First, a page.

The Five Spot: Jon Litner

President, YES Network

Why This Matters

Bonus Five

Shows on your DVR?
Ray Donovan and Curb Your Enthusiasm.

All-time top TV show?
For sentimental reasons, All in the Family. I used to watch it with my grandmother when I was a little boy.

Favorite app:
One is Waze, the other is Fox Sports Go.

Vacation bucket list?
Iceland. My son Michael told me it’s absolutely breathtaking.

Books on the night stand?
Killers of the Flower Moon by David Grann, Hue 1968 by Mark Bowden and The Mantle of Command by Nigel Hamilton.

It’s baseball season, the New York Yankees are winning, and that’s as good as a doubleheader for Jon Litner, who joined the industry’s biggest regional sports network as president last year.

With Aaron Judge blasting homers, YES Network’s Yankees ratings are up 50% and game telecasts are No. 1 among men versus all regularly scheduled broadcast and cable programs.

Litner, who grew up in Red Sox territory, has played nearly every position in the sports business. He’s been at a network, with ABC Sports; at the National Hockey League; at national cable networks Versus and Golf Channel; at a distributor in Comcast; and at regional sports networks.

Away from the office, Litner said his family is his top priority. He’s got two sons and a daughter. Michael played lacrosse at Amherst College and is now working in New York, David is in film school at Loyola Marymount University in Los Angeles and Jenna is a sophomore at the University of Wisconsin.

An edited transcript of his conversation with B&C business editor Jon Lafayette follows.

What did you want to be when grew up?
I wanted to be a professional baseball player, like lots of red-blooded athletic guys. But it was pretty evident to me in college that I wasn’t blessed with Ted Williams’ eyesight, nor Mickey Mantle’s forearm strength, so I decided to get into the business of sports by using my IQ points instead. I played at St. John’s Prep in Danvers, Mass., with Paul Sorrento, who had an 11-year career in the major leagues, and I also followed Glenn Sherlock, third base coach for the Mets. Then I went to Yale and played four years of football and baseball.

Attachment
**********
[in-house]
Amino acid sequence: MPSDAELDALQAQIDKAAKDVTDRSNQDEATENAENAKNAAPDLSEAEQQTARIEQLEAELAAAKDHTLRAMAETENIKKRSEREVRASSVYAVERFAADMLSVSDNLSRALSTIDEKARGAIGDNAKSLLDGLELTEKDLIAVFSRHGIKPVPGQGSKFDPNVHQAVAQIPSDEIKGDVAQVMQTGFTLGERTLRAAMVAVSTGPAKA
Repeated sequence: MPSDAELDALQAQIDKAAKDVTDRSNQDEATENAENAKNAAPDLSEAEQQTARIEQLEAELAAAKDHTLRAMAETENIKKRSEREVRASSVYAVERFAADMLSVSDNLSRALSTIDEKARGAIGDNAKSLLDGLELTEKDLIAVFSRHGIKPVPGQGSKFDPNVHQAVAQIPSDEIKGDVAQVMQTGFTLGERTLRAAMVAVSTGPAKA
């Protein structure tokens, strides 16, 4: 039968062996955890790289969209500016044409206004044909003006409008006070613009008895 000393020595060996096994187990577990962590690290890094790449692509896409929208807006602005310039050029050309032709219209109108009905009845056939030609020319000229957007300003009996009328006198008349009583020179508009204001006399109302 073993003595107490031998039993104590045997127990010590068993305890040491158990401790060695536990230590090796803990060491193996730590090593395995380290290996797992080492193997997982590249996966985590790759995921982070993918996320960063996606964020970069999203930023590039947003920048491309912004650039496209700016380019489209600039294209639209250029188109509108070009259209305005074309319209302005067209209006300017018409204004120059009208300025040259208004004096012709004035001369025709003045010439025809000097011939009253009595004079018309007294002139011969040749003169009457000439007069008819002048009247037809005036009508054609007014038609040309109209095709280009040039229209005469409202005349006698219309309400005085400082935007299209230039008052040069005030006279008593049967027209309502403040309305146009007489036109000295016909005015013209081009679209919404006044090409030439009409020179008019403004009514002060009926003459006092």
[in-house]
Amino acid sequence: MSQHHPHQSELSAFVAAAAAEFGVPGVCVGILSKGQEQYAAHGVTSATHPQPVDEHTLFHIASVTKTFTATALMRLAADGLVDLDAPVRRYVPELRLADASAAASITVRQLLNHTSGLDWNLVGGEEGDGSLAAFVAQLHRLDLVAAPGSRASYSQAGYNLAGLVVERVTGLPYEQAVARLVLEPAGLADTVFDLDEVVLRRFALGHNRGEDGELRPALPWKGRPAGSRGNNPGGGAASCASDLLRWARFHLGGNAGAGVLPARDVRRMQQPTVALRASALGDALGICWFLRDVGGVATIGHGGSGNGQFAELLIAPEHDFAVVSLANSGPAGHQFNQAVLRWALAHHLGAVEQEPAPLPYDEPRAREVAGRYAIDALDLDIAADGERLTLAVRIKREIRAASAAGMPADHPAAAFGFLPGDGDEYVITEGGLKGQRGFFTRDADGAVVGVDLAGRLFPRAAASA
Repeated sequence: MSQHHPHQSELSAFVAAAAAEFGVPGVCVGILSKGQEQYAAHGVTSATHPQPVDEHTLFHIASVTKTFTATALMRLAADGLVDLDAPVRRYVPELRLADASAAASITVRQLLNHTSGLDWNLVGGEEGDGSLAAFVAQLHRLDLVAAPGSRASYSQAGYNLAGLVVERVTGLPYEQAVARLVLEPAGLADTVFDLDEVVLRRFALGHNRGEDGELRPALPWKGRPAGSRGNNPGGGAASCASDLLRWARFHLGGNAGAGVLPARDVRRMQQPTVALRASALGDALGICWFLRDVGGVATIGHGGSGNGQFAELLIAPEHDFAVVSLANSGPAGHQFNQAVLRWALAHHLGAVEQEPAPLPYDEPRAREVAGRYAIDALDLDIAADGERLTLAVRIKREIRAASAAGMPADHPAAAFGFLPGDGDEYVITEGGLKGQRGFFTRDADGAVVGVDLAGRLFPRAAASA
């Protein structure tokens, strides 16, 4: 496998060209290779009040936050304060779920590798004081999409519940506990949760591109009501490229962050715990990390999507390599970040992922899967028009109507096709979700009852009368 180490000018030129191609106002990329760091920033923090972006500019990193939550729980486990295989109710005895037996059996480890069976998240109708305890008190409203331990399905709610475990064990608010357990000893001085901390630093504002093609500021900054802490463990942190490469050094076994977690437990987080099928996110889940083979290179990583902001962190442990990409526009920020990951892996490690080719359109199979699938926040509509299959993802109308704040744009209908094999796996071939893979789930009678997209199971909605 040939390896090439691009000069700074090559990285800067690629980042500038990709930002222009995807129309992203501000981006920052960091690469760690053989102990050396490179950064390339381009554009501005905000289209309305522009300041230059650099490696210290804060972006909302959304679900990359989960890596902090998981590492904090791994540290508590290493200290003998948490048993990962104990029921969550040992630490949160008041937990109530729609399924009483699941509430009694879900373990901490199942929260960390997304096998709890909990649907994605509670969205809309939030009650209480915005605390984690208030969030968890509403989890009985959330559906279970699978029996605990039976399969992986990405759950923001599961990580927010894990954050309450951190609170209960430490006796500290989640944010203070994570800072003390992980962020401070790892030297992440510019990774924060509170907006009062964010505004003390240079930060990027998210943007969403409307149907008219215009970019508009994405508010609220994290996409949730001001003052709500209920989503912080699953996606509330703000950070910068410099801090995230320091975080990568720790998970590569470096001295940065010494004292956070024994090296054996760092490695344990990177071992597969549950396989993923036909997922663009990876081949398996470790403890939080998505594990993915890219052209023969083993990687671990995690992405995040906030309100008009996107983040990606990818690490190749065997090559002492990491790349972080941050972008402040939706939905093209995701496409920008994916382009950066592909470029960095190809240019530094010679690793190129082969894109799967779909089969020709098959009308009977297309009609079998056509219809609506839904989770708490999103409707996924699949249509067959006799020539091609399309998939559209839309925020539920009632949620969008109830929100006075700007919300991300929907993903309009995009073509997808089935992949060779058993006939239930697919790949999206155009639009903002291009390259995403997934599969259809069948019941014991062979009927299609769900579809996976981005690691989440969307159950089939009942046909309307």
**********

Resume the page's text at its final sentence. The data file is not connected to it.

Why did you go to law school?
It trains you how think through a problem, negotiate, think on your feet. There are lots of tangible skills you get out of law school beyond simply the elements of the law. I met [TV vet and now MLB chief operating officer] Tony Petitti when I was a summer associate at a law firm where he was a second-year associate. We became very good friends. He very much became a mentor to me. After I graduated I went to work at Willkie Farr & Gallagher, a law firm that [former MLB commissioner] Bowie Kuhn was of counsel; that’s why I went there.

We hear about ESPN’s problems. Is sports on TV still a good business?
ESPN remains a terrific business. They’re recalibrating the relationship between their revenue and their costs and trying to figure out where to take their business. What we have as a regional sports network is the New York Yankees, one of the world’s most pre-eminent sports brands, with great history, great tradition, a passionate fan base and — when the team is back winning, as it is now — it is one of those teams that become part of the fabric of the community. So, in many ways, we’re in a stronger position and a bit more resistant to some of these macro factors that are impacting all of us.

What’s your No. 1 sports moment?
I went to the Tommy Morrison-Ray Mercer fight in Atlantic City, 1992. It was part of our Wide World of Sports ABC programming weekend. I brought my now-wife, Polly, on a date. Morrison got knocked out cold by Mercer and we were sitting in the sixth or seventh row and I was horrified that I had blown it with my date because it was such a violent knockout with sweat and everything flying into the first couple of rows. I looked over at Polly and she was up out of her seat, screaming, yelling, enjoying the moment, and at that point in time I said, ‘I’m going to marry this woman.’

What do you do for fun?
I’m very much an outdoor enthusiast. I play golf, I cycle, I paddleboard, anything I can do that involves some sort of physical exertion I enjoy doing.